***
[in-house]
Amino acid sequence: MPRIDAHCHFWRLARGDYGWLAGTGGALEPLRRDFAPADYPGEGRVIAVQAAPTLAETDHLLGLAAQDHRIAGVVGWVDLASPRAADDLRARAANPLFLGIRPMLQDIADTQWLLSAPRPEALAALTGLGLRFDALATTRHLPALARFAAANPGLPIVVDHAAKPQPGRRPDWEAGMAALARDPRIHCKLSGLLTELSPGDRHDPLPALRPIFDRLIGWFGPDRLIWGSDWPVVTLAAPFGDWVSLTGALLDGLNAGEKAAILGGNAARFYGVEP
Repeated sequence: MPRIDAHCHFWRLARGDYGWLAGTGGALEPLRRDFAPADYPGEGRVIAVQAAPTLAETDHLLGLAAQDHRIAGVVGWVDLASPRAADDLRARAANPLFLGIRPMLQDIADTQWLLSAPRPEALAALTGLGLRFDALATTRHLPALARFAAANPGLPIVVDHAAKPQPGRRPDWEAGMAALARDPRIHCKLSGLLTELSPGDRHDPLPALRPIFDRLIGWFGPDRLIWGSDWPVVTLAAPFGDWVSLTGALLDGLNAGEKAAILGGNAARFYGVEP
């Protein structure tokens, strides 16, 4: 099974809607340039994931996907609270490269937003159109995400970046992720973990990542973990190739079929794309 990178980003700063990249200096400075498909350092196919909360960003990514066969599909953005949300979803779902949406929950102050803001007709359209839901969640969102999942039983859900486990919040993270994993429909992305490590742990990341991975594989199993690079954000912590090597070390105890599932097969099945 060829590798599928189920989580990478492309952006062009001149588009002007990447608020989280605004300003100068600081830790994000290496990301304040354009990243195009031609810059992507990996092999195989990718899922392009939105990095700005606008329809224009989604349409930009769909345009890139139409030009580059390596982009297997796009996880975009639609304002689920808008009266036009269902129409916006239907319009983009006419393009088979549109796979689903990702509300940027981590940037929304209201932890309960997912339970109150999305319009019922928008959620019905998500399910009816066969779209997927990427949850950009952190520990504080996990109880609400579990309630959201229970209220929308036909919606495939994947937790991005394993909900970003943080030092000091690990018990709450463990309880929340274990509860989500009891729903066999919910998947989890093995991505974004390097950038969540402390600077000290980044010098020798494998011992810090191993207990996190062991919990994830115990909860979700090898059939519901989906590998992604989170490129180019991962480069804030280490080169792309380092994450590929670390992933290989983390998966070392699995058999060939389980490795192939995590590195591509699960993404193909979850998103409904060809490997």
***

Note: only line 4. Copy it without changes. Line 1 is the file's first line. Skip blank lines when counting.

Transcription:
């Protein structure tokens, strides 16, 4: 099974809607340039994931996907609270490269937003159109995400970046992720973990990542973990190739079929794309 990178980003700063990249200096400075498909350092196919909360960003990514066969599909953005949300979803779902949406929950102050803001007709359209839901969640969102999942039983859900486990919040993270994993429909992305490590742990990341991975594989199993690079954000912590090597070390105890599932097969099945 060829590798599928189920989580990478492309952006062009001149588009002007990447608020989280605004300003100068600081830790994000290496990301304040354009990243195009031609810059992507990996092999195989990718899922392009939105990095700005606008329809224009989604349409930009769909345009890139139409030009580059390596982009297997796009996880975009639609304002689920808008009266036009269902129409916006239907319009983009006419393009088979549109796979689903990702509300940027981590940037929304209201932890309960997912339970109150999305319009019922928008959620019905998500399910009816066969779209997927990427949850950009952190520990504080996990109880609400579990309630959201229970209220929308036909919606495939994947937790991005394993909900970003943080030092000091690990018990709450463990309880929340274990509860989500009891729903066999919910998947989890093995991505974004390097950038969540402390600077000290980044010098020798494998011992810090191993207990996190062991919990994830115990909860979700090898059939519901989906590998992604989170490129180019991962480069804030280490080169792309380092994450590929670390992933290989983390998966070392699995058999060939389980490795192939995590590195591509699960993404193909979850998103409904060809490997």